1 x 7.5cm (3 inch) coiled stick Ceylon cinnamon or 1 regular cinnamon stick
5 whole cloves
3 whole green cardamoms
2 large onions (1 1/4 lbs.) thinly sliced (4-5 cups)
50g (2oz) fresh ginger, peeled and sliced (1/2 cup)
25g (1oz) garlic, peeled and sliced (6-8 cloves, 1/4 cup)
2 green chilies (cayenne or Serrano), seeds intact, 1 sliced, 2 whole generous
3/4 tablespoon (1 American tablespoon) ground coriander
2 teaspoons ground cumin
2 teaspoons ground turmeric
1 1/2 teaspoon garam masala (see recipe)
1/4 teaspoon cayenne pepper
3/4 tablespoon (1 American tablespoon) curry powder (optional)
1 x 425g (14 1/2oz) tin good quality canned tomatoes or 450g (1lb) fresh tomatoes in season, peeled, seeded and chopped
3/4 tablespoon (1 American tablespoon) tomato paste (optional)
225ml (8fl oz/1 cup) water
fresh lime juice and coriander (cilantro)
Pull off as much skin as possible from the chicken, trim any excess fat, pat dry with paper towels, and season with salt. Cover and refrigerate overnight or leave 1/2 hour at room temperature.
Heat 3 tablespoons (4 American tablespoons) oil (or 1 1/2 tablespoons/2 American tablespoons each butter and oil) in an enamelled casserole or heavy stewing pot; add the whole spices and sliced onion. Sauté gently for 30-40 minutes or until the onions have reduced to a deep golden brown.
Meanwhile, prepare the crushed “green spices” and measure all the dry spices into a small cup.
Plan to grind 1 chilli with the ginger and garlic; cook the other chilli whole in the curry and remove when the sauce reaches desired point of heat.
To grind the green spices in a mortar, begin with one sliced chilli and a pinch of salt. When the chilli is mashed to a paste, add 1/2 the ginger and another pinch of salt. Continue with the remaining ginger, and finally add the garlic. Crush thoroughly, pounding and grinding against the stone to produce 75g (3oz/1/2 cup) ginger mash.
To grind the green spices in a blender, place chopped ginger, garlic and chilli in a blender jar; add 50ml (2fl oz/1/4 cup) of water and pulse to a smooth puree.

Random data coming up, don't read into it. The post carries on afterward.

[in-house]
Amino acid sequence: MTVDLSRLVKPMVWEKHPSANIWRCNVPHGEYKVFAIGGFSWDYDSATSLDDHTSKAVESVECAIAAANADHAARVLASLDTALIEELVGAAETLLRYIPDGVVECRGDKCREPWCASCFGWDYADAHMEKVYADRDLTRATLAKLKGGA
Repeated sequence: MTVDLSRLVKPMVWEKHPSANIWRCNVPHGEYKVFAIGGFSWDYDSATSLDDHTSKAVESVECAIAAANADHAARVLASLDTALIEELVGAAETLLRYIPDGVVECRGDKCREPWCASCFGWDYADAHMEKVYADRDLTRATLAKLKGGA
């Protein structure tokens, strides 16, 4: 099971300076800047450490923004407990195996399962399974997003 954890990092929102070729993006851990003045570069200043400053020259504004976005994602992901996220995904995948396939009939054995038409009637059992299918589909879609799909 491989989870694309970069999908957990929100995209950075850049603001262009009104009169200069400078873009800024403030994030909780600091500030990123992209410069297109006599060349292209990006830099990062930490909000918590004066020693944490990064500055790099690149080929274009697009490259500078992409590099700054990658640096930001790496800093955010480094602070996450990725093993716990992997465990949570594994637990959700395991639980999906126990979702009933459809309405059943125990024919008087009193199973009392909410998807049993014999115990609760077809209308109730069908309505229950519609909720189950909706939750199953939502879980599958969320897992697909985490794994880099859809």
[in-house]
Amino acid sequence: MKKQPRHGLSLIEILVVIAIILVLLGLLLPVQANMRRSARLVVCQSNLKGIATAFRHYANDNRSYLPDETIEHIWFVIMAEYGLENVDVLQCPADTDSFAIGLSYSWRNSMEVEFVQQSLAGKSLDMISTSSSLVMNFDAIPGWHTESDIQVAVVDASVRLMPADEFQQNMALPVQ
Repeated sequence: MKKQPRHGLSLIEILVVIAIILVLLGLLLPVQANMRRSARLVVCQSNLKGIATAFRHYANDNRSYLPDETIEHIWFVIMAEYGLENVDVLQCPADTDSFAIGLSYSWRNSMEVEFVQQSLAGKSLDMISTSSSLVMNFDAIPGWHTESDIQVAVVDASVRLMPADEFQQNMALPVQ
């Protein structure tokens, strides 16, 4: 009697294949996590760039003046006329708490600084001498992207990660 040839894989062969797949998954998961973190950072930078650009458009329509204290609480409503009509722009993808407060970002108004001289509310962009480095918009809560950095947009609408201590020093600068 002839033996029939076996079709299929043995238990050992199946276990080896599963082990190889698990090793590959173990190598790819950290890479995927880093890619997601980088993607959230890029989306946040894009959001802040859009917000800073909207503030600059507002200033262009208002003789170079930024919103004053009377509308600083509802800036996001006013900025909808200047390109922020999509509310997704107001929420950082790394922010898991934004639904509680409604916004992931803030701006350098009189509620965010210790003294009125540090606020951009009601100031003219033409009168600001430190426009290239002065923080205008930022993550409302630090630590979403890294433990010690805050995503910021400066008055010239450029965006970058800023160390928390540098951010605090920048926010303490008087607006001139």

When the onions have reduced and browned, add the ginger mash and continue to sauté, stirring constantly, until seasonings smell cooked and any water has evaporated. Sprinkle in the mixed dry spices and continue stirring until the mixture is delightfully fragrant. At this point the seasoning base will have reduced to a dark lump smaller than a baseball. Gradually blend in the chopped tomatoes, tomato paste and water. Add 1 whole chilli if desired. Simmer the sauce, covered for 30 minutes.
Meanwhile, lightly brown the chicken pieces in 3/4 tablespoon (1 American tablespoon) oil and add to the sauce in the casserole. Pour the fat off from the frying pan, deglaze with water and add to the curry. Take care to place dark meat on the bottom and breast pieces on top, since white meat will cook faster and will need to be removed before the dark meat is ready. (This step is optional. Many cooks add raw chicken to the prepared curry sauce for cooking; however, the effort of browning will add depth of flavour to the finished dish.) Cover and bake in moderate oven, or simmer on the stovetop. Breast meat will be ready in 20-30 minutes; dark meat will take 45-50 minutes.
When the chicken is tender, skim excess fat if necessary and taste sauce for seasoning, adding fresh lemon or lime juice and a generous amount of chopped coriander (cilantro).